1957 Nutts Corner BEA Viscount crash

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1957 Nutts Corner BEA Viscount crash
A Vickers Viscount 802 similar to the accident aircraft, in later British European Airways livery.
Accident summary
Date 23 October 1957
Summary Not determined
Site Belfast, Nutts Corner, Northern Ireland, United Kingdom
Passengers 2
Crew 5
Injuries (non-fatal) 0
Fatalities 7 (all)
Survivors 0
Aircraft type Vickers Viscount
Operator British European Airways
Registration G-AOJA
Flight origin London Heathrow Airport, England, United Kingdom
Destination Nutts Corner, Northern Ireland, United Kingdom

The 1957 Nutts Corner BEA Viscount crash was a British European Airways (BEA) flight from London to Belfast that crashed at Nutts Corner Airport on 23 October 1957, killing all seven passengers and crew.[1]

Aircraft[edit]

The aircraft was a Vickers Viscount 802, registration G-AOJA, built and delivered to BEA the previous year.[1][2] It was the first 800 Series Viscount built and was used by the manufacturer Vickers-Armstrongs for test and promotional flights prior to delivery.[2]

Accident[edit]

On the afternoon of the accident the aircraft took off from London Heathrow Airport at 15:16 GMT on a non-scheduled positioning flight to Nutts Corner Airport in Belfast, Northern Ireland, where it was due to pick up the UK government Minister of Supply Aubrey Jones and a group of journalists, who had been attending the opening of a research building for Short & Harland Ltd in Belfast.[3] An hour-and-a-half later, with low cloud and rain at Nutts Corner, the aircraft commenced its approach to land from the east on runway 28. As the aircraft neared the runway it veered right of the runway centreline.[1] Less than 34 mile (1.2 km) from the eastern end of the runway the crew carried out a go-around, but the aircraft crashed about 1,000 feet (300 m) to the left of the far end of the runway.[4] The accident killed all five crew and the two passengers (a BEA official and his wife) on board, and the aircraft was destroyed.[1][5][6]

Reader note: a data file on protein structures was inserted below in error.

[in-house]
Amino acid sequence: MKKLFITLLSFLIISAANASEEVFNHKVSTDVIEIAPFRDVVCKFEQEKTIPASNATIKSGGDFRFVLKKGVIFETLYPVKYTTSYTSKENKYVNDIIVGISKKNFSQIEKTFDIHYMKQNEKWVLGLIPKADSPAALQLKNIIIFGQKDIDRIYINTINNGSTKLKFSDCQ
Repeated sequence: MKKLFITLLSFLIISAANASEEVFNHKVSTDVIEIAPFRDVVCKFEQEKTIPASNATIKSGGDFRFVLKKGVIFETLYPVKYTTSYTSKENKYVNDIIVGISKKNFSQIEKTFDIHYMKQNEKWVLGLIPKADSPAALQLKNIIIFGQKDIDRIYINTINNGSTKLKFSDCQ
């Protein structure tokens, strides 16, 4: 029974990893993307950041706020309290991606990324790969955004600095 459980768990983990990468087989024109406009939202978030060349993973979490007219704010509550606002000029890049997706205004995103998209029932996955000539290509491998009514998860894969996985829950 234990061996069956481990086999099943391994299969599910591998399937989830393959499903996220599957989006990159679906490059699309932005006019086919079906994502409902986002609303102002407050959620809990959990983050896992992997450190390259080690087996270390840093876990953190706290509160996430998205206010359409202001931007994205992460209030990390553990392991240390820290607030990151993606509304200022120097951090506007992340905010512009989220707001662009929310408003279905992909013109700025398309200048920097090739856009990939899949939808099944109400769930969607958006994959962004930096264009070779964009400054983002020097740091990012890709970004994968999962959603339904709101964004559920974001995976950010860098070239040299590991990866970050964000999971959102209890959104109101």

Investigation and cause[edit]

A Public inquiry was convened to investigate the accident, during which it emerged that the airport's approach lighting system may have been switched off at the time of the aircraft's landing attempt.[4] The inquiry also heard evidence regarding a bent screwdriver that had been found in the wreckage, but as this had been removed by an airport worker before its position in the wreckage had been recorded, the likelihood of the object jamming the flight controls could not be assessed.[4] At the conclusion of the inquiry; while it made recommendations regarding the security of aircraft crash sites and tool control during maintenance; and suggested that records be kept of when airport approach lighting was switched on or off; no official cause of the accident was determined.[4][7]

References[edit]

  1. ^ a b c d Aviation Safety Network G-AOJA accident synopsis retrieved 23 June 2010.
  2. ^ a b Flight 7 September 1956, p. 437. retrieved 24 June 2010.
  3. ^ "Major Airline Disasters: Involving Commercial Passenger Airlines 1920-2011". http://www.airdisasters.co.uk. Retrieved 22 February 2013. 
  4. ^ a b c d Flight 24 October 1958, p. 674.
  5. ^ Flight 1 November 1957, p. 669.
  6. ^ Flight 9 May 1958, p. 646.
  7. ^ Flight 18 July 1958, p. 91.